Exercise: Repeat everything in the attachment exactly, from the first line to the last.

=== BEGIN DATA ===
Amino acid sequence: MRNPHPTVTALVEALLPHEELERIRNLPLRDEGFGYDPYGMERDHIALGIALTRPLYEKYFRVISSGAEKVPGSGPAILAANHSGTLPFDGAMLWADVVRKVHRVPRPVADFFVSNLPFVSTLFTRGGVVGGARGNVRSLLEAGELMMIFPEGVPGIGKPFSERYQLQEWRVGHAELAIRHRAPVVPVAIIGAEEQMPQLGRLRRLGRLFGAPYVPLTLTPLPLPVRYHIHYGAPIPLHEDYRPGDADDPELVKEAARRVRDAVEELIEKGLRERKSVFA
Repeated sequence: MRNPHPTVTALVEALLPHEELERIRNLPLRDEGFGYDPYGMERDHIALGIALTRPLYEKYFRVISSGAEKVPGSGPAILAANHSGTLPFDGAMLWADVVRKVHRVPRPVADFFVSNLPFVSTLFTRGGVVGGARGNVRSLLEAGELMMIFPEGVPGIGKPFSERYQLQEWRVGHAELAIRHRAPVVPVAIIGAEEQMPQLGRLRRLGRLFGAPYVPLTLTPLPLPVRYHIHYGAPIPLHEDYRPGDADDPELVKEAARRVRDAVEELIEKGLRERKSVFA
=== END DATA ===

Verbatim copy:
Amino acid sequence: MRNPHPTVTALVEALLPHEELERIRNLPLRDEGFGYDPYGMERDHIALGIALTRPLYEKYFRVISSGAEKVPGSGPAILAANHSGTLPFDGAMLWADVVRKVHRVPRPVADFFVSNLPFVSTLFTRGGVVGGARGNVRSLLEAGELMMIFPEGVPGIGKPFSERYQLQEWRVGHAELAIRHRAPVVPVAIIGAEEQMPQLGRLRRLGRLFGAPYVPLTLTPLPLPVRYHIHYGAPIPLHEDYRPGDADDPELVKEAARRVRDAVEELIEKGLRERKSVFA
Repeated sequence: MRNPHPTVTALVEALLPHEELERIRNLPLRDEGFGYDPYGMERDHIALGIALTRPLYEKYFRVISSGAEKVPGSGPAILAANHSGTLPFDGAMLWADVVRKVHRVPRPVADFFVSNLPFVSTLFTRGGVVGGARGNVRSLLEAGELMMIFPEGVPGIGKPFSERYQLQEWRVGHAELAIRHRAPVVPVAIIGAEEQMPQLGRLRRLGRLFGAPYVPLTLTPLPLPVRYHIHYGAPIPLHEDYRPGDADDPELVKEAARRVRDAVEELIEKGLRERKSVFA